Choosing Right When the World Is Wrong

“Choosing Right When the World Is Wrong,” Ensign, Feb. 2010, 22–24

Choosing Right When the World Is Wrong

Elder Charles Didier

Living righteously in a wicked world requires that we not be afraid to make right choices.

As a young officer in the Belgian Air Force, I was the only member of the Church in all the armed forces of my country—army and navy included! I was soon grateful that I had been taught that righteous standards are not to be rationalized away, especially in times of increased wickedness.

My first assignment to an air force base presented me with ample opportunity to participate in behavior I knew was wrong. Shortly after my arrival, a welcome party was scheduled for the officers’ mess. I knew alcoholic beverages would be served, so I decided to visit with the commanding officer about the party. I thanked him for the welcome and then mentioned that I didn’t drink alcohol. He looked surprised and asked if I had a health problem. I told him that as a member of The Church of Jesus Christ of Latter-day Saints, I believed in what we call “the Word of Wisdom.” I explained this law of health to him and told him that I obeyed it.

The commander asked questions about the Church and why the Word of Wisdom was revealed in modern times. The conversation became a gospel lesson and lasted much longer than I had expected.

“I respect your convictions and think they are wise,” he told me. “I will see that a jar of orange juice is placed next to the glasses of beer and other alcoholic beverages.”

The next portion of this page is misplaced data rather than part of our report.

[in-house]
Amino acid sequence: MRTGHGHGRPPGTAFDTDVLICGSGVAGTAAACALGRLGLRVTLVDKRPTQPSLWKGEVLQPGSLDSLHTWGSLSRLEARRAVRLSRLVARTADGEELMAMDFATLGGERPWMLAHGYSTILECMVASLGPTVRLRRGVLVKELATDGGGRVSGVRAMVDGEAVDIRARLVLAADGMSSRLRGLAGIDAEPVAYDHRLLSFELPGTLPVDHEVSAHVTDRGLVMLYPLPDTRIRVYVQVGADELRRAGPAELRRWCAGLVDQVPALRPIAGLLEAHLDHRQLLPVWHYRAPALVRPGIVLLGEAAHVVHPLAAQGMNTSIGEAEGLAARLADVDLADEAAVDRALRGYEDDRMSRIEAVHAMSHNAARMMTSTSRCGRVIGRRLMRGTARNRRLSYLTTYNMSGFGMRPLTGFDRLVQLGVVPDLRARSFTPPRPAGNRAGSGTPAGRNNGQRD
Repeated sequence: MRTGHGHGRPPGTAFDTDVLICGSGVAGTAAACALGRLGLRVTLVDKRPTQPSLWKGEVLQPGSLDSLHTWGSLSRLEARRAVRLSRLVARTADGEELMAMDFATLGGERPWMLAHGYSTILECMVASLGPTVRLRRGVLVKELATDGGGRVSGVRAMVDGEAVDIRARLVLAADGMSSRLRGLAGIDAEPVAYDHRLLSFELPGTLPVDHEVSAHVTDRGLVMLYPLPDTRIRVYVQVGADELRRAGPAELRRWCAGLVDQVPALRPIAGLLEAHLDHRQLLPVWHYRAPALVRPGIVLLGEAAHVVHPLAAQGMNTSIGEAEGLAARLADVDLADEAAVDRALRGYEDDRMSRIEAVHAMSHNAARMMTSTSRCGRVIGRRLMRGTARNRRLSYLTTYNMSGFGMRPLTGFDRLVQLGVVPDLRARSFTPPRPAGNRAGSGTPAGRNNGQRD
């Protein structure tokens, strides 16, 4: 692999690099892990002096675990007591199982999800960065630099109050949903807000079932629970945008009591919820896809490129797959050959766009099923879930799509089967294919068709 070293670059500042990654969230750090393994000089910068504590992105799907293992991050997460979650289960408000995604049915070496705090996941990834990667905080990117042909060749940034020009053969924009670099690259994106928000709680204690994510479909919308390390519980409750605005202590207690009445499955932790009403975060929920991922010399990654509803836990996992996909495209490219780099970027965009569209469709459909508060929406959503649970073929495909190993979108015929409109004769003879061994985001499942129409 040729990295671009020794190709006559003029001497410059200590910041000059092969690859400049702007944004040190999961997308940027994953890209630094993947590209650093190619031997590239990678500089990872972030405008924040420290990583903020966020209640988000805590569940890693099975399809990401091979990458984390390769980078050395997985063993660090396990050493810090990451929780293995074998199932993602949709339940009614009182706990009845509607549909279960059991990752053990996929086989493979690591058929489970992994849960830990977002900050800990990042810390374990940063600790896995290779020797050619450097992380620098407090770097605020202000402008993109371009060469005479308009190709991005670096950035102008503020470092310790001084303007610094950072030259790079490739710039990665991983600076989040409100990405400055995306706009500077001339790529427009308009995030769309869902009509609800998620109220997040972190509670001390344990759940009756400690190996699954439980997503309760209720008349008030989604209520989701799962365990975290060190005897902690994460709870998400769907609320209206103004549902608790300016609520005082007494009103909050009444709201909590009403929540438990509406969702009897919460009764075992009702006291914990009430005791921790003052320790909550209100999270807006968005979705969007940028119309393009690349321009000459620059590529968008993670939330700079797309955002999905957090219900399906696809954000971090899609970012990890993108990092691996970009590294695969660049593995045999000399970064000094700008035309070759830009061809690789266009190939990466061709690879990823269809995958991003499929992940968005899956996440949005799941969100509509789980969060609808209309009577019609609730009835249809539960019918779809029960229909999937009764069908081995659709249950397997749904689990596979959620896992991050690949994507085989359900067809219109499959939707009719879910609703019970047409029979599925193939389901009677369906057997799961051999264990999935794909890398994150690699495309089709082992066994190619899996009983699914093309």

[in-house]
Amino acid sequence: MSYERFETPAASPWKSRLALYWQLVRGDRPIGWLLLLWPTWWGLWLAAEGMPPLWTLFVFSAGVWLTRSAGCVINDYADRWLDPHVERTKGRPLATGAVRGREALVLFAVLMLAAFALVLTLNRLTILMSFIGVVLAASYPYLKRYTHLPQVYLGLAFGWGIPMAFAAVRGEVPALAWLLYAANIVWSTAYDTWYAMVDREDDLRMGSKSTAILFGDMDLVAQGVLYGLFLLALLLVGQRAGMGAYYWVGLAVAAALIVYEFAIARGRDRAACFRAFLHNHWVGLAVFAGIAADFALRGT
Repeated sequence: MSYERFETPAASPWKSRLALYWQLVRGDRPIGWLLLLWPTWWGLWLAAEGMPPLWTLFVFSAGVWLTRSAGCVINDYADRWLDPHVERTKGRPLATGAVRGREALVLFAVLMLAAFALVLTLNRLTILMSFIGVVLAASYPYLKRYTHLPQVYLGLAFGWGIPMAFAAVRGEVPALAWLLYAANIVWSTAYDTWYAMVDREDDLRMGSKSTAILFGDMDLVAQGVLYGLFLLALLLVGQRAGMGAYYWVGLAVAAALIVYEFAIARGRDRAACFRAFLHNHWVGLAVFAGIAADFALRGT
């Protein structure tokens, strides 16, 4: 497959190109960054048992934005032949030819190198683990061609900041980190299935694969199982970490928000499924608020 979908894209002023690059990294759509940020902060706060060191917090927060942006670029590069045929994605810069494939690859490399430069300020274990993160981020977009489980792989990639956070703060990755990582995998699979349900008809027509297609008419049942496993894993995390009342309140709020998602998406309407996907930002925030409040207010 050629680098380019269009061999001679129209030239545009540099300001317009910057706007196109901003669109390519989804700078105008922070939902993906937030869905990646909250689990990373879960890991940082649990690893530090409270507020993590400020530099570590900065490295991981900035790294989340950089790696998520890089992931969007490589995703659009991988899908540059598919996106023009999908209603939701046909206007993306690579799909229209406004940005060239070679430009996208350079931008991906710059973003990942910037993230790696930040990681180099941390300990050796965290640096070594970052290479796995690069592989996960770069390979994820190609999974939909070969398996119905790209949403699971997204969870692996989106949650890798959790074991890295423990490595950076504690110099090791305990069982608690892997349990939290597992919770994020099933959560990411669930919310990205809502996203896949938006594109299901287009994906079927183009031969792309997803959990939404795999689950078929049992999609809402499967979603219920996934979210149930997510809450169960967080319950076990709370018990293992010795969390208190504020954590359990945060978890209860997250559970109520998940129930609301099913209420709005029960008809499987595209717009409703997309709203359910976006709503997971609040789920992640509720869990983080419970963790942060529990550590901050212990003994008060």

When I entered the officers’ mess a few days later for the welcome party, to my happy surprise a jar of orange juice was sitting on the counter. As it turned out, several officers joined me in drinking juice.

Being righteous when we are surrounded by unrighteous influences is a challenge we all face. Given that reality, what can we do to prepare for—and pass—the test of living righteously in a wicked world?

Strength from Revelation

One way to prepare for this test is to seek strength through revelation—both personal revelation and revelation from prophets, seers, and revelators. Revelation is a Liahona, or compass, that gives us daily guidance, helping us make correct decisions by deepening our understanding of the Lord’s will in our lives. Revelation gives us true knowledge of “things as they are, and as they were, and as they are to come” (D&C 93:24). The Bible Dictionary tells us that “without revelation, all would be guesswork, darkness, and confusion.”1